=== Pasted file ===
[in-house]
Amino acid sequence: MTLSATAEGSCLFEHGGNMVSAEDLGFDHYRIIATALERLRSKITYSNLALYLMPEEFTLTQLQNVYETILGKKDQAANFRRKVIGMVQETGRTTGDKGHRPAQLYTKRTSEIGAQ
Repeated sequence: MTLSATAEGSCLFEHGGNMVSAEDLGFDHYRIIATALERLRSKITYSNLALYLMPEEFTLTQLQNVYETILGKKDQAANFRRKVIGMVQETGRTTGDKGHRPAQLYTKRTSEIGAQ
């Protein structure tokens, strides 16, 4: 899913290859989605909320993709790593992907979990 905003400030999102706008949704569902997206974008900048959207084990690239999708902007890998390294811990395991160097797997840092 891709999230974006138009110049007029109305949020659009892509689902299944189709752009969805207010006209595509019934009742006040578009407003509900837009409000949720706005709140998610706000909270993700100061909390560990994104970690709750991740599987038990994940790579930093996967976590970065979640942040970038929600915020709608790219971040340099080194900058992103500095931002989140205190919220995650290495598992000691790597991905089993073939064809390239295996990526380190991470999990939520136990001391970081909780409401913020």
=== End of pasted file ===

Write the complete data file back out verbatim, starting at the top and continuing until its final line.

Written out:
[in-house]
Amino acid sequence: MTLSATAEGSCLFEHGGNMVSAEDLGFDHYRIIATALERLRSKITYSNLALYLMPEEFTLTQLQNVYETILGKKDQAANFRRKVIGMVQETGRTTGDKGHRPAQLYTKRTSEIGAQ
Repeated sequence: MTLSATAEGSCLFEHGGNMVSAEDLGFDHYRIIATALERLRSKITYSNLALYLMPEEFTLTQLQNVYETILGKKDQAANFRRKVIGMVQETGRTTGDKGHRPAQLYTKRTSEIGAQ
């Protein structure tokens, strides 16, 4: 899913290859989605909320993709790593992907979990 905003400030999102706008949704569902997206974008900048959207084990690239999708902007890998390294811990395991160097797997840092 891709999230974006138009110049007029109305949020659009892509689902299944189709752009969805207010006209595509019934009742006040578009407003509900837009409000949720706005709140998610706000909270993700100061909390560990994104970690709750991740599987038990994940790579930093996967976590970065979640942040970038929600915020709608790219971040340099080194900058992103500095931002989140205190919220995650290495598992000691790597991905089993073939064809390239295996990526380190991470999990939520136990001391970081909780409401913020």